A decade ago, most Seattle-area high schools offered just a handful of rigorous classes that provided a way to earn college credit while supercharging a transcript. And only students with top grades were allowed to sign up. But in 10 years, the intensive, fast-paced Advanced Placement (AP) classes have skyrocketed in this state.

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A decade ago, most Seattle-area high schools offered just a handful of rigorous classes that provided a way to earn college credit while supercharging a transcript. And only students with top grades were allowed to sign up.

But in 10 years, the intensive, fast-paced Advanced Placement (AP) classes have skyrocketed in this state.

In 2008, fully one-quarter of Washington public-school seniors took at least one AP test during their high-school years, compared with 10 percent in 1997. In some schools, almost every student takes an AP class in junior or senior year.

And other schools around the state are moving fast to add AP classes and expand participation, in part because college admissions officials say the demanding classes do a good job of preparing students for higher education.

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Many schools are encouraging all students — not just the high achievers, but also average students and even those who struggle — to take AP classes or enroll in other rigorous programs such as the International Baccalaureate (IB).

“AP can have, in some schools, a transformative value,” said Barbara Dittrich, program supervisor of Advanced Placement for the state Office of Superintendent of Public Instruction. “It changes the school to make it more rigorous.”

Some educators believe it may even be a way to reform a failing school.

But a closer look at participation over the last decade tells a checkered story. In the region’s most diverse, poorest schools, only a few AP classes are offered. Most students fail the exams. A few educators worry that AP — with its emphasis on mastering a large amount of material, then recalling it for a standardized test — turns high school into a long exercise in test-prep cramming.

AP’s rapid growth in Washington owes much to the legacy of one man: Mike Riley, the former superintendent of Bellevue schools.

Riley came here from the Baltimore County school system in 1996 and set about changing long-standing rules — common in other districts, as well — that reserved AP classes for top performers and gifted learners.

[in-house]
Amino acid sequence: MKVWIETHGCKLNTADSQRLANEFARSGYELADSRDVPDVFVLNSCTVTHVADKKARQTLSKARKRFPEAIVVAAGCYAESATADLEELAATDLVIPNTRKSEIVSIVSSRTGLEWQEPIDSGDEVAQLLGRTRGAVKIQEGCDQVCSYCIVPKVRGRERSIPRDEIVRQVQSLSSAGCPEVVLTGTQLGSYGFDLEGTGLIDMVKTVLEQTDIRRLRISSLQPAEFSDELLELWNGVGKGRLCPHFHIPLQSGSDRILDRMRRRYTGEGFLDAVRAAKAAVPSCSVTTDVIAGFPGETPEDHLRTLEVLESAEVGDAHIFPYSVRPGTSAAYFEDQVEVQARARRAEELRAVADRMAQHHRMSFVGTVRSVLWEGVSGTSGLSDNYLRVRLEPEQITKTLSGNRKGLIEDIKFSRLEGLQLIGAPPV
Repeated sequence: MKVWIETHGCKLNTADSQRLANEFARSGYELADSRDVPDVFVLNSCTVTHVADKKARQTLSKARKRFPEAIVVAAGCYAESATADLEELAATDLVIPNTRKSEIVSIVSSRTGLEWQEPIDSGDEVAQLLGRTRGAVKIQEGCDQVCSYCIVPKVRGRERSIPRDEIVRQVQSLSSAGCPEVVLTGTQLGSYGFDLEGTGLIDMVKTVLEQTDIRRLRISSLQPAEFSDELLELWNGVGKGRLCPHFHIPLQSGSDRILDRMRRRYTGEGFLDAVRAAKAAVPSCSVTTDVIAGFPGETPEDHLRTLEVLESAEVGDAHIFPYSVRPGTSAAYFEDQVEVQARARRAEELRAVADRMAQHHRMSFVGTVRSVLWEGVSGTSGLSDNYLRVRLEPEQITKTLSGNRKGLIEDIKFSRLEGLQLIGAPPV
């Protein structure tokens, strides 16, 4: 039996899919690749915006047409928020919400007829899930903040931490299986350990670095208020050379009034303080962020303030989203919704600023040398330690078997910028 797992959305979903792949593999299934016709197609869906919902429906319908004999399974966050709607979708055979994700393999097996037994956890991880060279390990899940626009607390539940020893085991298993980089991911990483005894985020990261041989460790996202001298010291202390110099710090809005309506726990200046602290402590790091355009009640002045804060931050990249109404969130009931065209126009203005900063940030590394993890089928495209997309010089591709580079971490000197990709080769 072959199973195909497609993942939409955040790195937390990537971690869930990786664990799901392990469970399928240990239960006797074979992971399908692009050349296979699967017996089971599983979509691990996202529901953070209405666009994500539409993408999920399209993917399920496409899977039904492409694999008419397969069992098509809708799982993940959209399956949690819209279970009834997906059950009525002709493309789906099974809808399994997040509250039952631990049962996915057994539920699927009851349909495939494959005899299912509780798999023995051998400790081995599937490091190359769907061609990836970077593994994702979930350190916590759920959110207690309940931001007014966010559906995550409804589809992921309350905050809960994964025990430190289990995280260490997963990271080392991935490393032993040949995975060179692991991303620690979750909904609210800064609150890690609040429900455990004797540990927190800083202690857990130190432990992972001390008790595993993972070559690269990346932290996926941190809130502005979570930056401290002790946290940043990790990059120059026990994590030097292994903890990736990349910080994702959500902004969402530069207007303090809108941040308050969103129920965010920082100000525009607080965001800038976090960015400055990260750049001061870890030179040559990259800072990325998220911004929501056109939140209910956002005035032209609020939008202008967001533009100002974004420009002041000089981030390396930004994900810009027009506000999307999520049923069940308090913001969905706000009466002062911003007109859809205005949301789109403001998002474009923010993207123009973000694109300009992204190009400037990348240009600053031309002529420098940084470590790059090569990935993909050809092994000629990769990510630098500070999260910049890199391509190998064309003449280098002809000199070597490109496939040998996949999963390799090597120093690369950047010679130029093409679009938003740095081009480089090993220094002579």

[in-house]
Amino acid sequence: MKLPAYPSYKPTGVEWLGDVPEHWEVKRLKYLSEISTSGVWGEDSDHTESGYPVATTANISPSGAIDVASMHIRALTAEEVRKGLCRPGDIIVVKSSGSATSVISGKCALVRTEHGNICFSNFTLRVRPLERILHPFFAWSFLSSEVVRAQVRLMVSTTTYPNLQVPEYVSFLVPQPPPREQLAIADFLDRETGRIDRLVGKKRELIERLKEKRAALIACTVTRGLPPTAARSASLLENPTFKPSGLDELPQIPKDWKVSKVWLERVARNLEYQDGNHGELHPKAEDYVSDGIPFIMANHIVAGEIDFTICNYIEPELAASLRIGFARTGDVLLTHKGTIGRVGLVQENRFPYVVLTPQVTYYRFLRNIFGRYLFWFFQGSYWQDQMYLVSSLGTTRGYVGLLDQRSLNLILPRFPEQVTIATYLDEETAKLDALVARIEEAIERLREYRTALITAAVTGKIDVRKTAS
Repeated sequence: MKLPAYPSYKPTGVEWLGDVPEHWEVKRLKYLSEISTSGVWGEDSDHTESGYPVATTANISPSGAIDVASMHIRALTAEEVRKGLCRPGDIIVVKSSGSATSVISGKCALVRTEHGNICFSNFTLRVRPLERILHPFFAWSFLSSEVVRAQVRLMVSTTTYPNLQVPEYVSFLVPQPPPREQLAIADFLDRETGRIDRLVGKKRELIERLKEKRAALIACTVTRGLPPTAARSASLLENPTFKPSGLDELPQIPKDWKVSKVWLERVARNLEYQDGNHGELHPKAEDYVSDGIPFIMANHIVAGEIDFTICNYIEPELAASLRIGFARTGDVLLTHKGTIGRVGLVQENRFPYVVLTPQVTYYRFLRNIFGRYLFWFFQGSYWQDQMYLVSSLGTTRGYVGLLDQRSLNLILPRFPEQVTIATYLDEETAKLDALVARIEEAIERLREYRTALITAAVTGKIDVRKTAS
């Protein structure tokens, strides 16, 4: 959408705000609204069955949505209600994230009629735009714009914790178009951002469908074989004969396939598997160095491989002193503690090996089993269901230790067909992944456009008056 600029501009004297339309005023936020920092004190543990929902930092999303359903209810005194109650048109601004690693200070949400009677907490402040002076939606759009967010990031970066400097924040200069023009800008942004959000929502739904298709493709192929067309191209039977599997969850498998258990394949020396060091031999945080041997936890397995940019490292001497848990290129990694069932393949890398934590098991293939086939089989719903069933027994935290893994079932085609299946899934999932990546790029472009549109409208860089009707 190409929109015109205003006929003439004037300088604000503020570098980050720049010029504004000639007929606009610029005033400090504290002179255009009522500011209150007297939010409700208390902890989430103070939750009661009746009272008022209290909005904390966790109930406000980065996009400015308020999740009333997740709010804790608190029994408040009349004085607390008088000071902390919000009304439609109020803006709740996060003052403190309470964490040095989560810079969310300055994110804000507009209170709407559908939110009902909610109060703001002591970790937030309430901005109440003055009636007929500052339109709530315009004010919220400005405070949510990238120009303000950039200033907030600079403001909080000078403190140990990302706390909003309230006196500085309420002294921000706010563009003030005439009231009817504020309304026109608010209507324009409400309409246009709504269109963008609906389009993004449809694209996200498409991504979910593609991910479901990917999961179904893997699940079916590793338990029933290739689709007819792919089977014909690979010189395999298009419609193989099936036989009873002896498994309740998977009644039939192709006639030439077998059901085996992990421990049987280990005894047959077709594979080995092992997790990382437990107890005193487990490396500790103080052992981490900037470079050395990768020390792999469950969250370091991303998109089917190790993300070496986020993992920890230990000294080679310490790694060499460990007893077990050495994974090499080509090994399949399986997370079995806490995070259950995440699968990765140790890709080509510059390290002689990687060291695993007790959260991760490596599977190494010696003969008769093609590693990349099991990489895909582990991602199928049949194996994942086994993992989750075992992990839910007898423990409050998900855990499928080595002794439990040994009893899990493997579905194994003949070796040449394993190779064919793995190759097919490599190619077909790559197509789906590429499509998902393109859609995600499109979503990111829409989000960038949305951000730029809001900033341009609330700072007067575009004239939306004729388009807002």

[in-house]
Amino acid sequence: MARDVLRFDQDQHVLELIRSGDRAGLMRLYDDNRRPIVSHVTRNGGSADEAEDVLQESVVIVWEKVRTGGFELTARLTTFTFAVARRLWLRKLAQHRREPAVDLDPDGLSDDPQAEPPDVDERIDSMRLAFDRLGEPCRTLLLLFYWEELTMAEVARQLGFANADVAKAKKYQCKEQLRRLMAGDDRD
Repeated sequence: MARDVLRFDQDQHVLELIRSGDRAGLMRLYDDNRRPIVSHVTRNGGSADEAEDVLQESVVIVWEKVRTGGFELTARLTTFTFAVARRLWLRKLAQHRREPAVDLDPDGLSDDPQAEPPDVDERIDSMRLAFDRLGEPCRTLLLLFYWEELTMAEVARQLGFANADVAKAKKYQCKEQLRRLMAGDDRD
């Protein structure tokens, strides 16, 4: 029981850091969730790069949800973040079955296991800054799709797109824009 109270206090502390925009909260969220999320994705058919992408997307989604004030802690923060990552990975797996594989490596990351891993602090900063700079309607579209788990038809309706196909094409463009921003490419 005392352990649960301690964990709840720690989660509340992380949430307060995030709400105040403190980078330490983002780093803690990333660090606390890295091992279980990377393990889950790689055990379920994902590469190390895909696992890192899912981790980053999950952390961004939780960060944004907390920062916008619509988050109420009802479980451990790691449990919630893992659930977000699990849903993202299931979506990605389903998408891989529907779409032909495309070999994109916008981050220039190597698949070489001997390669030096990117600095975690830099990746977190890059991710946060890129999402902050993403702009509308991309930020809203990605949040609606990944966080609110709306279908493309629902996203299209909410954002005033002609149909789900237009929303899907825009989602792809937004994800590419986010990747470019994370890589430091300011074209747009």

He wanted middle-of-the-road students to be challenged in high school, too. And AP classes seemed like the best tool for the job.

“AP isn’t perfect,” said Judy Bushnell, a longtime member of the Bellevue School Board. “But it was the best curriculum we could find at the time.”

AP tests are administered by the College Board, a New York nonprofit that gets about a third of its $600 million annual revenue from the exams, which cost students $86 apiece. The College Board does not sell a curriculum or publish textbooks, but it does give teachers a broad outline of what should be covered for students to do well on the test. Whether a student passes the national test doesn’t determine whether the student passes the class.

As Bellevue expanded its AP program, it developed a common set of curriculum guidelines, which start in kindergarten. The goal: to prepare all students to take at least one AP or IB class by the time they reach high school.

For some teachers who had spent years perfecting rigorous courses, such as in British literature, the move meant abandoning those courses for standard AP classes. That angered some, and at least a few teachers left the district.

David Marshak, a professor emeritus at Seattle University who now lectures at Western Washington University, followed Bellevue’s AP transformation closely. He says AP’s emphasis on content over skills seems like “an artifact of the 1980s,” and that focusing on a test that includes a large chunk of multiple-choice questions can turn a high school into a test-prep factory.

But Bellevue parents and students snapped up the classes. Bellevue students were earning about 200 college credits through AP classes when Riley arrived; in 2009, the number reached 5,800.